Hard Work Pays Off, Student Pays it Forward
There is a difference between being smart and working hard, says Uday Bali. Despite his perfect SAT score, his demanding computer science and engineering major, and his many projects, Bali doesn't consider himself a genius.
"I work really hard at everything. Sometimes I need help too," said the 20-year-old sophomore from Modesto. Bali considers himself lucky to have an engineer as a father so that he can get that help easily when he needs it, but he knows that is not the case for everyone.
To help make sure that tomorrow's college students get all the help they need with their school work, Bali joined an Engineering Service Learning team working on student outreach. Their mission is to help motivate students from Merced County by tutoring them and designing new math and science curriculum materials.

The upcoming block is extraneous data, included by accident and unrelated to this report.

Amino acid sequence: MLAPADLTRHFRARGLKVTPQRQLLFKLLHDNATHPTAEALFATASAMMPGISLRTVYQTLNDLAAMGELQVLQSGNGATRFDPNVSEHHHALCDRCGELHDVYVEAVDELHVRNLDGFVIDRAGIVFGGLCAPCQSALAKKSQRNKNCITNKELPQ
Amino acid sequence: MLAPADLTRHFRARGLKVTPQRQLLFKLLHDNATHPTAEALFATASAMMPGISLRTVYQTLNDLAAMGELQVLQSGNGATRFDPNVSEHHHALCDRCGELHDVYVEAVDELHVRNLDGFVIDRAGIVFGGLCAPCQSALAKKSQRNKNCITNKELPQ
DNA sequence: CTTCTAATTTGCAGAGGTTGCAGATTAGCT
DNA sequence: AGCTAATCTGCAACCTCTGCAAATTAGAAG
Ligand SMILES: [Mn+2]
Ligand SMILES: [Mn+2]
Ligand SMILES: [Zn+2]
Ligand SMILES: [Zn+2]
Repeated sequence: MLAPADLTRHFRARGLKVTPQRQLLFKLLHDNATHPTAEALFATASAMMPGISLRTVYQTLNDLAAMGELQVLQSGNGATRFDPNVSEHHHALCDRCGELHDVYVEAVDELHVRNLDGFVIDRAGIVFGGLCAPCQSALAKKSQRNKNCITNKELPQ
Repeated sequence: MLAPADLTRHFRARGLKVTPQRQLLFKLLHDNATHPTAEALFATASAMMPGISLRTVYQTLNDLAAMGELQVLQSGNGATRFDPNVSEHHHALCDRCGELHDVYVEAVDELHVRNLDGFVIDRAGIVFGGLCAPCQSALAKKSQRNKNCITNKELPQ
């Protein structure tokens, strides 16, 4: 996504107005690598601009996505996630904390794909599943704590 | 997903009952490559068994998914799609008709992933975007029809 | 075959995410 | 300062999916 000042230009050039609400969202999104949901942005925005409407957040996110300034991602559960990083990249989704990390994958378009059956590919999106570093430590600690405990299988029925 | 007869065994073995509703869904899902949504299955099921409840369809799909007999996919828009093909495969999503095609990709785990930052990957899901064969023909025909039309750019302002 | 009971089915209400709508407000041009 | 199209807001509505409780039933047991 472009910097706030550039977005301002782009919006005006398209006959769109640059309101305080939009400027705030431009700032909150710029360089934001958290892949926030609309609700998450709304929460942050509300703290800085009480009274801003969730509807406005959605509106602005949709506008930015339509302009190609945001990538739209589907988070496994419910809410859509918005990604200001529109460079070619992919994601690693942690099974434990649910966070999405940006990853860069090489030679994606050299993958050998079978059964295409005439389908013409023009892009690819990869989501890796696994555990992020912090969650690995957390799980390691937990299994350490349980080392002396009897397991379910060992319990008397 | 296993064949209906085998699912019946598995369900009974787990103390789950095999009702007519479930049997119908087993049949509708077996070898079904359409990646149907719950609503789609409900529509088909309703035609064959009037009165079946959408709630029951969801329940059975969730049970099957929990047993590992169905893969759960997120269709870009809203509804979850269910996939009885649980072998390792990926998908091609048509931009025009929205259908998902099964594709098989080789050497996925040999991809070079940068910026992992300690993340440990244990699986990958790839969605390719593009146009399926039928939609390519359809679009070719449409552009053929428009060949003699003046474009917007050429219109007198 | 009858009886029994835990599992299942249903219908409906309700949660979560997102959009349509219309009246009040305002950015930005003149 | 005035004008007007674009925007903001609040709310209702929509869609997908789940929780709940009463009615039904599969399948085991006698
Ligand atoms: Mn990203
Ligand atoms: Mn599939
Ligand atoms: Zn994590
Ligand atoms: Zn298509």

During UC Merced's first semester the team Bali worked in partnered with the Merced County Office of Education to tutor more than 200 students from Merced High School in physics, chemistry and biology. As the team grows, Bali hopes the program will branch out to other high schools in Merced.
"We wanted to do more, but there are only 11 of us and we were spreading ourselves thin as it is," said Bali.
Dozens more students are working in Service Learning teams on projects for nonprofit organizations around the Merced area through UC Merced's Foster Family Center for Engineering Service Learning, a National EPICS site.
In the spring semester, Bali will work on another Service Learning project, helping to design and implement information technology solutions for A Woman's Place, a shelter for battered women and their children.
"I'm looking forward to this," said Bali. "With the work we'll be doing, the shelter can accomplish a lot more."
And Bali still manages to lead a life outside of academics. He is a member of the Vanguard student engineering club and recently took up karate again and joined the Martial Arts Club on campus, which drew a large crowd at a recent exhibition.
"I'm a little rusty but we had a pretty successful training session. About 200 people showed up!" he said.